The benchwork is coming along nicely. There is almost 60 feet of L-girder framework erected now. Hopefully I’ll get another 23 foot section done this weekend.
One of the construction tasks is going to be the fabrication of a bridge section to span the doorway into the room. I’ve been thinking about this for quite some time and had briefly thought about several different options: a swing-up section, a lift-out section, a lift-up section, a swing-down arrangement, and a swing gate.
I dismissed the swing-up section (a bridge hinged on one end) because the 4 foot length of the bridge is too tall and would hit the ceiling. Then I dismissed the lift-out because of the inconvenience of lifting out, then storing the section. The lift-up section (the entire bridge rising vertically) seemed outlandish. I really didn’t think much at all about the swing-down approach (another bridge with a hinge on one end); it just didn’t seem sexy. I finally settled on the swing gate.
Now I started planning what the bridge would actually become. I decided early on that I wanted a low lying tract of land coming out of Monterey that would feature the track crossing over a marshy area on a long, low timber trestle. The only place such a trestle seemed to fit in the trackplan was (you guessed it) right at the point where the track goes past the doorway into the room. I finally decided that to model the trestle in this location I would have to build essentially a box with a depressed area in its top. The box would be about 4 feet long, 12 inches wide and likely about 8 inches deep. I figured the bridge would normally be open, but wanted the bridge to be capable of functioning as a duck under during a session. As the design developed (and after studying every swing gate I could find on the internet), I concluded that trying to support such a bridge with a hinge or two on the side of one end would likely not work very well in the long term; there would likely be too much twisting and wracking in such a design. So then I added structure to the bottom of the box to essentially make something more like a Dutch door. Of course then I lost the possibility of a duck under.
But there was another problem bugging me. There are five wall switches for lights and receptacles located right next to the door opening. Going straight across the doorway with the bridge section would have had benchwork blocking several of the switches. Hence, the bridged section is at an angle as it crosses the doorway (see trackplan on the website), allowing access to the switches. With this configuration, there is an angled section of benchwork poking out to start the bridged area. Because of this, and my desire to keep curved track off the swing section, I found that the required hinge point would not allow the bridge to pivot and come to rest flat against the layout when open. It would instead be sticking out into the aisle, partially obstructing it. I was becoming unhappy with the swing gate concept.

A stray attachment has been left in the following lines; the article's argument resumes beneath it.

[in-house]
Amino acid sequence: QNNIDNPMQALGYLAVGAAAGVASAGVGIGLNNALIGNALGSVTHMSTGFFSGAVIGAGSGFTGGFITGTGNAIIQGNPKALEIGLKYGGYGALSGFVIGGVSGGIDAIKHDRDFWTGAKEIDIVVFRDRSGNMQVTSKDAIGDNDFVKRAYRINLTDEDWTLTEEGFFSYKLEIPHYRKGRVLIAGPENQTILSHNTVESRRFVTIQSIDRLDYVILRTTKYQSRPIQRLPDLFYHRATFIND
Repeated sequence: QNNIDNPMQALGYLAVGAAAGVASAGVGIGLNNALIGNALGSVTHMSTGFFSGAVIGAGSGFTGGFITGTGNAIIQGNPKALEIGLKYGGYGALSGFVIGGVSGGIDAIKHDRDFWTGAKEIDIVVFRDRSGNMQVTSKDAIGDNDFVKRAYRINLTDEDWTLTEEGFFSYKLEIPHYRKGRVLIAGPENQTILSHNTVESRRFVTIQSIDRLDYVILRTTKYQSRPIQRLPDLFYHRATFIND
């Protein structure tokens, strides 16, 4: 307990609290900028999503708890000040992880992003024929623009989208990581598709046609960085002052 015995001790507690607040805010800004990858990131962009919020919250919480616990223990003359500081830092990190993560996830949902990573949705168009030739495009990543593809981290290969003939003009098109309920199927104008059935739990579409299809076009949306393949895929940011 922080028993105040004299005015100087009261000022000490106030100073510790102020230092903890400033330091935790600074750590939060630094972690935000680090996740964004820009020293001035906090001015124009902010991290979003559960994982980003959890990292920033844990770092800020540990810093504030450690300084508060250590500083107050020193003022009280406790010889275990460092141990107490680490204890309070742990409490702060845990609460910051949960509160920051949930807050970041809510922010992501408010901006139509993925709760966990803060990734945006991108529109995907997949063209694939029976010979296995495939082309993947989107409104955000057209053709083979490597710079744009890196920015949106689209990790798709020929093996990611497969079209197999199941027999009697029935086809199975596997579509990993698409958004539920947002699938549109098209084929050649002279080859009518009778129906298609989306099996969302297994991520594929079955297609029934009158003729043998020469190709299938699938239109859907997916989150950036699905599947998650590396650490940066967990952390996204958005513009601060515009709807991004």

Next up was another review of the vertical lift bridge (the lift-up section). I had seen something along that line on Charlie Comstock’s Bear Creek and South Jackson. He uses that idea to provide an access pop-up on his layout. It uses a pair of drawer glides oriented vertically and seemed simple enough to build. I figured I could build a beefier version of this as a bridge. Then a few weeks ago while erecting the first benchwork sections, a thought occurred (sound of hand slapping forehead). There is insufficient clearance over this section of layout for a raised bridge due to the lighting valence passing overhead. Bam! Idea dead!
So that leads me to my latest thoughts: the swing-down section. Wayne Robichaux had suggested this so I did a couple quick sketches, and it seems like the idea may be better than I first thought. By using a rod within some bearings (something akin to an axle), and placing it an inch or so down and inboard of the bridge-box, the thing would swing down nicely and would tuck up under the layout when down. My next thoughts are ways to latch it in the up position, and whether it will need assist in the lifting operation. For the latter, I’ll have to figure out how much the thing will weigh, which will probably require me to at least gather some materials of the approximate size required to build the bridge-box. Once I know the weight, I can more reasonably come up with a design for these other tasks.
So that is where I’m at. I would like to figure all this out early on, as this bridge is essential to even the earliest operation of the layout . . . Monterey is inaccessible without this bridge.
Got any other ideas? Comments are welcome.